SAVING CENTRAL CINEMA



Recessions are tough times to run a business, but they can also unleash entrepreneurial energy and creativity.  The worst thing that government can do – all of the time, but especially in hard economic times – is shut down new ideas because ‘we don’t do things that way’.  Yet, that threat is currently hanging over the head of Central Cinema, an all-ages, family-friendly dinner theater at 21st and Union.  The City Council, Mayor, and City Attorney have all signed on to a letter petitioning the State Liquor Control Board to refrain from taking enforcement action – but we don’t know what the result will be.

Central Cinema was actually founded in 2005, and it has become a wonderful asset to the community.  Now, unfortunately, it has to petition the Liquor Control Board to amend WAC 314-02-027, relating to spirits, beer, and wine in dinner theater venues.  Here’s what City officials wrote in support of Central Cinema:

“Until recently, the area…  (around 21st and Union)… – and particularly the nearby intersection of 23rd and Union – was known as an open-air drug market, and experienced very high levels of crime.  The City’s “Safer Union” project, with help from many local business owners and residents, has worked to create a greater sense of safety and community in the Union Street corridor.  Central Cinema has been a tremendous asset in these efforts, serving as a family-friendly destination that draws people to the neighborhood and brings neighbors together.  The Cinema offers casual dining together with films that are often family-oriented – including a weekly “cartoon happy hour” and “sing-along” movies – and serves as host for a diverse range of other community events.

Although it has operated for over six years without incident, the Central Cinema was recently notified that it may be in violation of WAC 314-02-027.  As adopted in 2010, this rule authorizes a restaurant/ spirits beer and wine license for “a cinema with a dinner theater venue,” but only if minors are prohibited “in the individual theater rooms that allow alcohol service and consumption.”  Because Central Cinema operates with a single dining and theater room, strict enforcement of this rule would require the Cinema to substantially change its business model, and likely force it to close. For all of us who are interested in seeing the Union Corridor thrive as a diverse, safe, and family friendly community, this would be a terrible outcome.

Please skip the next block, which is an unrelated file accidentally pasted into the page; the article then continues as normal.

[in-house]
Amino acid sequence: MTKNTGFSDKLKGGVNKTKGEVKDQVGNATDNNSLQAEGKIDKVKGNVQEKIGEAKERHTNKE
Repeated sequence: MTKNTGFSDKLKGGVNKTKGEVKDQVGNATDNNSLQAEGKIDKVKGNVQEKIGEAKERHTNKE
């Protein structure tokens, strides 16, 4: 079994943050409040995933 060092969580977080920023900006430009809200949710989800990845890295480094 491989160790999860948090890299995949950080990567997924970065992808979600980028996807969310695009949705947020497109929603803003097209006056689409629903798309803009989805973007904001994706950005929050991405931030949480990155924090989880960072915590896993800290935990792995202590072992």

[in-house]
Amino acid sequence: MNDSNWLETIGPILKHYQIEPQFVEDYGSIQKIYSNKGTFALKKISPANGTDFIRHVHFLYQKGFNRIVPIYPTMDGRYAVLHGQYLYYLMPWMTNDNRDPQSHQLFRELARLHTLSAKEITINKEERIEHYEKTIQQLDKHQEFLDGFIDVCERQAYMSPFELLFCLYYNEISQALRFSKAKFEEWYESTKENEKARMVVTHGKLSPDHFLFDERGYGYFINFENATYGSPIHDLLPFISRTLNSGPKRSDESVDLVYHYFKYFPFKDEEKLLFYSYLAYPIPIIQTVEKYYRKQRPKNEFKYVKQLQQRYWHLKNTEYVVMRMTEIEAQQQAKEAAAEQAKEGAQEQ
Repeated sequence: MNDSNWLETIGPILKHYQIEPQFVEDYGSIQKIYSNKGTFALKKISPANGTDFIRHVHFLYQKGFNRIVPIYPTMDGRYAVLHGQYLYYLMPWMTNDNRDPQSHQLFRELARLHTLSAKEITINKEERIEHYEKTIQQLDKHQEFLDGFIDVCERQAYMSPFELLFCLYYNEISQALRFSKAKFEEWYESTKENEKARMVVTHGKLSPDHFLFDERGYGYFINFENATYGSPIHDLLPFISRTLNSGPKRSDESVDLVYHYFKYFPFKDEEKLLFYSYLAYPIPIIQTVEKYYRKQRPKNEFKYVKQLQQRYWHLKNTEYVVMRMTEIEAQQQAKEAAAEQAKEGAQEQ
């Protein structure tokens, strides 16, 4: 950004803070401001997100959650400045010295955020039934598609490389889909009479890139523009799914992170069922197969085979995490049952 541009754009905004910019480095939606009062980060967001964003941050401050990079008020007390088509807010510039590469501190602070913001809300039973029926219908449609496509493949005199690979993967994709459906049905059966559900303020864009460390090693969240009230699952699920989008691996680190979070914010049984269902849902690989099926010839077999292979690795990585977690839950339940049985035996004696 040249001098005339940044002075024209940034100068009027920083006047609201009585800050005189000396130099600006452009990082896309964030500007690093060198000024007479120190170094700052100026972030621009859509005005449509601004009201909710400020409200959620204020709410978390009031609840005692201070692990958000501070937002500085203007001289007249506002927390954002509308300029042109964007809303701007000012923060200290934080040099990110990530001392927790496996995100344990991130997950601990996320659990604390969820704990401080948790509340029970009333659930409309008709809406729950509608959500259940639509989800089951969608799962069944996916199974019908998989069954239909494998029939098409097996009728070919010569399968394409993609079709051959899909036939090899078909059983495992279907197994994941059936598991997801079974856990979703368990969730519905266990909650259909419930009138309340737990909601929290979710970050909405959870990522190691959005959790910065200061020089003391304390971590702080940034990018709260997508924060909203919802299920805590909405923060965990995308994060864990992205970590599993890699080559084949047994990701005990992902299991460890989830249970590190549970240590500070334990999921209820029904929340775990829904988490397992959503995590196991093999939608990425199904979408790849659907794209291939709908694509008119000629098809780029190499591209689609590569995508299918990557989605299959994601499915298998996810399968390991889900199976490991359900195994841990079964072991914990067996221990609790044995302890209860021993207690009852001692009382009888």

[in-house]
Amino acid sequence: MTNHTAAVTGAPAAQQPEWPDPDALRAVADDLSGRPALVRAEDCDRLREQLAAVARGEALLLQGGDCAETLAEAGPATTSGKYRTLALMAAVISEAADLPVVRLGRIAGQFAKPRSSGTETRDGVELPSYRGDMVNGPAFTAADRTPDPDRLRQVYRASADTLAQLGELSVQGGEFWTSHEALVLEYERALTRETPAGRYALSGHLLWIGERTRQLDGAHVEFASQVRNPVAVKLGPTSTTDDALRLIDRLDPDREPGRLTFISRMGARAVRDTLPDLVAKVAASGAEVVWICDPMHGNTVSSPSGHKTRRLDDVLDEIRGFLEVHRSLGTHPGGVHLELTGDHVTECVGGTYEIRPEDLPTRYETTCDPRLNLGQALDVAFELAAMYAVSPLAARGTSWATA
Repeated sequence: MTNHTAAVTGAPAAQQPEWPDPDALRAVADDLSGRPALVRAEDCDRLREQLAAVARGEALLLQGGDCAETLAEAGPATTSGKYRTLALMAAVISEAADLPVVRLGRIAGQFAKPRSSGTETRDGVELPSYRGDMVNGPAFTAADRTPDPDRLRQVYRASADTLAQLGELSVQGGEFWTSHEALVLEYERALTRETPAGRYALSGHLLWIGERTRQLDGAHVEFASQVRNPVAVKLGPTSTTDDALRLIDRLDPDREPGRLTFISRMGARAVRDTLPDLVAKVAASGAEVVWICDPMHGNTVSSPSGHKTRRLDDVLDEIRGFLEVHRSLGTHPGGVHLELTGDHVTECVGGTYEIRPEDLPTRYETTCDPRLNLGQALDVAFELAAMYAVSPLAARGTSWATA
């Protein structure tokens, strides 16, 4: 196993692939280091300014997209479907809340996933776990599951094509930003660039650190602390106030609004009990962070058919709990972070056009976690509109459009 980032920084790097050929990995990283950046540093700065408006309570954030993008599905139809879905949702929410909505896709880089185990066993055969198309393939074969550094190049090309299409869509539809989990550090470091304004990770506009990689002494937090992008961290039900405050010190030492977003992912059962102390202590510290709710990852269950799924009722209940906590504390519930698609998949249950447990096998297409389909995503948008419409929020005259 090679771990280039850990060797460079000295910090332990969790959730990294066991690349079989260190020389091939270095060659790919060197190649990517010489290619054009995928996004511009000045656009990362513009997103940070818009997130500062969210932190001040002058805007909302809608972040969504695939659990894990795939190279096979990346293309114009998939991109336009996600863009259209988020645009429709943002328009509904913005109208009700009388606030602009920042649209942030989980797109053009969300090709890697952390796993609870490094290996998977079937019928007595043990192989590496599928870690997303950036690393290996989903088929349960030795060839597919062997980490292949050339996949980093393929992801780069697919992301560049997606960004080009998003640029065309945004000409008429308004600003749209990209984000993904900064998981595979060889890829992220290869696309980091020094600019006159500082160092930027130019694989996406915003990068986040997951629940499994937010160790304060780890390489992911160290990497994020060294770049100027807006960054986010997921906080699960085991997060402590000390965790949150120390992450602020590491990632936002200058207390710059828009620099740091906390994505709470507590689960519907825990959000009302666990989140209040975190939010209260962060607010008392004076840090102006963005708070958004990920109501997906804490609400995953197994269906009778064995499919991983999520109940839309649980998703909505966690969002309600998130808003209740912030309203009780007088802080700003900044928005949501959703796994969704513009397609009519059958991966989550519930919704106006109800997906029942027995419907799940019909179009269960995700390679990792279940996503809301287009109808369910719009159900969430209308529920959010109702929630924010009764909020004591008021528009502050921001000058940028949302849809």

While we can appreciate the rationale for WAC 314-02-027 as applied to a typical cinema venue, it makes much less sense when applied to an establishment like the Central Cinema.  The Central Cinema has lighted booths, which meet the restaurant lighting requirements of WAC 314-11-055, and fully allow for checking of identification and enforcement of all liquor rules.  Food and drinks are delivered by table servers, who are constantly working and monitoring the room.  The Central Cinema thus poses no more threat to minors than many other restaurants and dinner theaters where families are allowed.  In fact, we understand that if the Central Cinema were offering live music, or large TV screens, or no entertainment, instead of movies, it would be fully lawful; it is simply the presence of the movie screen that invokes the prohibition of WAC 314-02-027.  We do not imagine this was the intended purpose of the rule.

We respectfully request that the Board initiate a rule-making to consider amendments to WAC 314-02-027, and stay further enforcement of the rule while the rule-making is pending.  It seems likely that with minor modifications, the rule could serve its intended purpose and still allow family-oriented establishments such as the Central Cinema to operate.   We appreciate your attention to this matter.”